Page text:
07 January 2013

Ten Minute Chili

There are times when you need a small quantity of a dish, quickly. This means that you're not trying to cook for 10 people at once. Instead, you've already got a meal set out, and need an extra dish, because a guest just let you know at the last minute that there will be an extra person coming. Rather than trying to stretch out what you already have, just make an extra dish, even if it is in small quantity, and the food will stretch further.

There are nights when you need something fast, because you got home from work really late. However, you still want it to have vegetables in, and be relatively healthy. The Minute Meals tag is meant for such dishes. This is the first of what I hope will become a series of recipes.

1 TB vegetable oil
1/2 tsp cumin seeds (the whole seeds are important)
1 tsp coriander seeds
1 onion, diced
1 clove of garlic, sliced
1 tsp paprika
1/2 tsp dried oregano
1/4 cup tomato paste
1 zucchini, sliced lengthwise, and cut into half-moons
2 cups cooked beans of your choice (I used canned black beans)
1 cup frozen corn (or canned is fine too, if you drain the liquid)
Pinch of salt to taste
Cayenne pepper, to taste

In a pot, add the oil, and heat it on high heat. Add the cumin and coriander seeds. The seeds will toast and pop. Add the onions, garlic, paprika, and oregano (in that order). Stir well. Drop the heat to medium. While the onions and garlic cook down, chop the zucchini, open the can of beans, and measure out the corn (I usually just dump in a couple of handfuls, but some people like to measure). Add the tomato paste after the onions have had a chance to cook for a couple of minutes, and stir well. This will cause some sticking. This is OK. Essentially, you want to add the onions, chop the zucchini, add the tomato paste, stir, and then open up the cans/measure the corn.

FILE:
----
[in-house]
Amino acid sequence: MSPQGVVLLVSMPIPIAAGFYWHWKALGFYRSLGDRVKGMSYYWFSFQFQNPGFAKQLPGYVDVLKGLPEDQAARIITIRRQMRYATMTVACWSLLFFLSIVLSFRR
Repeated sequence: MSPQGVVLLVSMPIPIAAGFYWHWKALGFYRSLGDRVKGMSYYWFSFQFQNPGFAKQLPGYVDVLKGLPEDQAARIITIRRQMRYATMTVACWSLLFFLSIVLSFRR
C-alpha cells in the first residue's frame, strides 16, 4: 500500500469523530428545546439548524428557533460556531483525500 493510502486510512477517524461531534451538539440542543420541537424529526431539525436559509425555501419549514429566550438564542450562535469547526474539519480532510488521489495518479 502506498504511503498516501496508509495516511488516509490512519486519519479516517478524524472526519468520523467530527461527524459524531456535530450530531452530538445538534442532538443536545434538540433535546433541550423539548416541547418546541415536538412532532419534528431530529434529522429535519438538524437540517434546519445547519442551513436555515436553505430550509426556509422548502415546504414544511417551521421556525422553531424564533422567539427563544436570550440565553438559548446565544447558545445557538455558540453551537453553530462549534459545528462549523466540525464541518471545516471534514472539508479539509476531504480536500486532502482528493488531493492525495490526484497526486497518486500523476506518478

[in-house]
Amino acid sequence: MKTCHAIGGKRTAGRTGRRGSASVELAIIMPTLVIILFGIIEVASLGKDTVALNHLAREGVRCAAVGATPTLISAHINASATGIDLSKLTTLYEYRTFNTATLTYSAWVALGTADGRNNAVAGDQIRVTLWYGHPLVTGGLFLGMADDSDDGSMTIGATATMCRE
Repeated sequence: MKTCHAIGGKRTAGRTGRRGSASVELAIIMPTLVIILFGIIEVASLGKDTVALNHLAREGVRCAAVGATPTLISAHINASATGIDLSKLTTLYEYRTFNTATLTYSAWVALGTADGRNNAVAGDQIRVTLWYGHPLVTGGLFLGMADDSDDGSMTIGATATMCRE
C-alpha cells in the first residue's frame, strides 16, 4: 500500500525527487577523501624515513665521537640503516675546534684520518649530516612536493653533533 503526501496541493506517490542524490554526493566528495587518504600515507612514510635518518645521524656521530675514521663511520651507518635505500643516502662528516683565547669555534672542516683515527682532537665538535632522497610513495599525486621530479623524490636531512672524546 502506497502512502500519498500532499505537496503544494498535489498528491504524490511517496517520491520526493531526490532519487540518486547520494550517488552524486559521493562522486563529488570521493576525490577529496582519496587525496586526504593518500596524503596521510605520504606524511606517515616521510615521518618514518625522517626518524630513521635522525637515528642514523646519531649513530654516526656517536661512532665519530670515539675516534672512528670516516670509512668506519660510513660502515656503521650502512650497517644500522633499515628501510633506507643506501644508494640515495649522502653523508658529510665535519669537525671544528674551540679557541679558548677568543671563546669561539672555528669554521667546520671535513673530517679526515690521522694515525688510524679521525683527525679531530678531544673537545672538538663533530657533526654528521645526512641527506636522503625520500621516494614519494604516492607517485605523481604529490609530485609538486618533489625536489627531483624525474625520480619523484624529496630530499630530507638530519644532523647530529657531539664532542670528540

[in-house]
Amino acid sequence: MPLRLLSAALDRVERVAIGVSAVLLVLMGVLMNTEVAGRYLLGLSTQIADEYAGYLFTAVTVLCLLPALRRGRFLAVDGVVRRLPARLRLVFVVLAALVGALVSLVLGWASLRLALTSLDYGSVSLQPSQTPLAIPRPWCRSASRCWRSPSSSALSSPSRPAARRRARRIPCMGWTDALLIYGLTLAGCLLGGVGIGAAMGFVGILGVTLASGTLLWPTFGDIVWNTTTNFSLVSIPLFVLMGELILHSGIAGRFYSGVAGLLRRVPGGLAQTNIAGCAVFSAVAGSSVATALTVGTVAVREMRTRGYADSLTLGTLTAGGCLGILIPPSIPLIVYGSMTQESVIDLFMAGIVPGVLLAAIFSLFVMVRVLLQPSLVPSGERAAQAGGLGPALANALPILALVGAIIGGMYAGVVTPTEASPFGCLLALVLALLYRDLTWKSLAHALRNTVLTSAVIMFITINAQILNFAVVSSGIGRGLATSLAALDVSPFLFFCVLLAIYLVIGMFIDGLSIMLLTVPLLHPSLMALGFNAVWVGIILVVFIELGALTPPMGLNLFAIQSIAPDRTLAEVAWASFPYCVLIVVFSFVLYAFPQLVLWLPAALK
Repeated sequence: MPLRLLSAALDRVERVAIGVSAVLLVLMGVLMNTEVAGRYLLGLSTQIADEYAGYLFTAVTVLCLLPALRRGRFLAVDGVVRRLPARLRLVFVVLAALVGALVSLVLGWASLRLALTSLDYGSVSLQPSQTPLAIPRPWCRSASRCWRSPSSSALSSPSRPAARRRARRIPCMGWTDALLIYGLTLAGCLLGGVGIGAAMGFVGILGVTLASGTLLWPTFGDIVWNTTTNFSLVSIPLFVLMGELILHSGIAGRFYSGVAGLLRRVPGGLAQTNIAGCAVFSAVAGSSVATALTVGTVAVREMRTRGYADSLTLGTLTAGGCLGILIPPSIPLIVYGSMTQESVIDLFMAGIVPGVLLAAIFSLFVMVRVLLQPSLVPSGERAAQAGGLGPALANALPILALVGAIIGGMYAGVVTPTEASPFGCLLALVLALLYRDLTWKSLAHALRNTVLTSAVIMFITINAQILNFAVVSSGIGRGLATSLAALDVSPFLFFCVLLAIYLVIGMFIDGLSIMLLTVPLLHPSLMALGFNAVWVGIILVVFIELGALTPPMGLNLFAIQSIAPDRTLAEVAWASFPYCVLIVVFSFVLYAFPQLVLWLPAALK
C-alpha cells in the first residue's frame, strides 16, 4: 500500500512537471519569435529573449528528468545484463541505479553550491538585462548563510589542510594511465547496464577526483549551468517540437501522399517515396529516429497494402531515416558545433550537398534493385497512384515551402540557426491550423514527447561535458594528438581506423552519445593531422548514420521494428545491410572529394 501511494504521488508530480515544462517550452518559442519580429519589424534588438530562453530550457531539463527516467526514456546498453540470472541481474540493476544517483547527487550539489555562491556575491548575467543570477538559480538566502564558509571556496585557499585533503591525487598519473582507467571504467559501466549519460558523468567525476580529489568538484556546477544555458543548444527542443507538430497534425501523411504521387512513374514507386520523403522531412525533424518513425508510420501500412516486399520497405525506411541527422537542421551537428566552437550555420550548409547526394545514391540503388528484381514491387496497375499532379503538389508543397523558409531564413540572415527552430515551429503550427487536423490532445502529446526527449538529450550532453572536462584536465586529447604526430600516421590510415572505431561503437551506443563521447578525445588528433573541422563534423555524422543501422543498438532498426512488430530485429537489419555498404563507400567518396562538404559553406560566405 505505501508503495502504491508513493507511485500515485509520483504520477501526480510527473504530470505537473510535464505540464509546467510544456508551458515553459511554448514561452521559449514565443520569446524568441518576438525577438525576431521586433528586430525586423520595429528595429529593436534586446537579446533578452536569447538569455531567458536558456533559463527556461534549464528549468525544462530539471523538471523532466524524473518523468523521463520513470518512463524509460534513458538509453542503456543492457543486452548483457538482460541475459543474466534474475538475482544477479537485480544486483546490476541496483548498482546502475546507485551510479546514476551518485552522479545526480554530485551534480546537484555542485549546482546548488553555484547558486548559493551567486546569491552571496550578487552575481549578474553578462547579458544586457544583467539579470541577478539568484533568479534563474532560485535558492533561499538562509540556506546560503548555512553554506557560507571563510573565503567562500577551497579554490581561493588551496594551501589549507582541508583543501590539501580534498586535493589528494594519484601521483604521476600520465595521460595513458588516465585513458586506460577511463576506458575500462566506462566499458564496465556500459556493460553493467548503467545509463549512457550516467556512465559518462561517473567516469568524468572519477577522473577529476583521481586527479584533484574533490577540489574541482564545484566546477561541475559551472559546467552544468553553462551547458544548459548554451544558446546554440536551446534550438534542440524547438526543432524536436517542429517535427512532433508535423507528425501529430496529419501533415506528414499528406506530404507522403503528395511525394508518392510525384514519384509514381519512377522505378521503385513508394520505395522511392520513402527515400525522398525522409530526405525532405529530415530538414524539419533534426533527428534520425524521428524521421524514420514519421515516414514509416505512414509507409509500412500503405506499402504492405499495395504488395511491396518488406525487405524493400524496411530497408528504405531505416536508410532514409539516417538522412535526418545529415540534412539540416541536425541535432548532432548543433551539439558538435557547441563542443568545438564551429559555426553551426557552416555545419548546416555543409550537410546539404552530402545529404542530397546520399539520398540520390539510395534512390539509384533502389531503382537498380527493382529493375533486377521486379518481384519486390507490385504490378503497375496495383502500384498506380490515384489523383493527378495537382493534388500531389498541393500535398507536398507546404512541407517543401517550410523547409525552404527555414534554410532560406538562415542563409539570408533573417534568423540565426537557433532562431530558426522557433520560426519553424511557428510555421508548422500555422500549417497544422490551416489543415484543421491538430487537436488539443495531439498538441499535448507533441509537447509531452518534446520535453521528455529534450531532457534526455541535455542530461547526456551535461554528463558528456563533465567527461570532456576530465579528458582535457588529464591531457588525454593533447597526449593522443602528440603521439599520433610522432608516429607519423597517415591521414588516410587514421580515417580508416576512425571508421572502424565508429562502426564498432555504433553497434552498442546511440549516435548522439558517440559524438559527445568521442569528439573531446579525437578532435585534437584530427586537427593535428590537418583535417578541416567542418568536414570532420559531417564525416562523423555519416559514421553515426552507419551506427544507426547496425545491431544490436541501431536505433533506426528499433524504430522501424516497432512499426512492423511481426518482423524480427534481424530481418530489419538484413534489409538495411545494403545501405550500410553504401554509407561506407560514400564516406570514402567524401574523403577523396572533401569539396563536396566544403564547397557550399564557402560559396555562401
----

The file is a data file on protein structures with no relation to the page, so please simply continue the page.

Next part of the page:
Once the vegetables are chopped, the beans are opened, and the corn is at the ready, crank up the heat to as high as it'll go. Stir vigorously, until the onions are browned slightly, and the house smells awesome. You should hear the onions sizzle loudly by this point, and the bottom of the pot should start catching some of the spices and making it sticky. This is good.

Add the zucchini, and stir completely until the zucchini is lightly browned. Add the beans, the corn, and the cayenne pepper. Stir to combine. Bring to a boil. Turn off the heat, and taste for salt. Because you're using canned beans, which contain a fair bit of salt, you might not need to add any salt. If you do, feel free to adjust as necessary. For better flavour, you can use soy sauce instead of salt.

I don't typically encourage you to use canned beans, which is why I've included the measurements of beans rather than a particular can size. However, the charm of this recipe is that you can run to the local bodega, grab one or two ingredients, and have food done fairly quickly. If you have a well-stocked pantry, you probably won't even need to hit up the store. If you don't have zucchini, any quick-cooking vegetable will do. Kale would be great. Cauliflower would be lovely too. If you had any leftover cooked vegetables from a previous night, this is a great time to use it up.

The point of this recipe is that you'll have exactly enough food for two people, done very quickly. While the water comes to a boil (in the last step), you could warm up some corn or whole wheat tortillas in a skillet to serve alongside the chili. If you have a pot of brown rice on, that's even better. If you want something fresh on the side, just do a quick salad of a sliced cucumber tossed with a few slices of onions, and a squeeze of lemon juice. If you drain the beans, and add a minimum of water, you'll have a lovely burrito filling.

I'm going to try to post more of the things that I cook during the week, when I'm tired, and it's late. Hopefully, you'll also get inspiration to try something out, and post your results.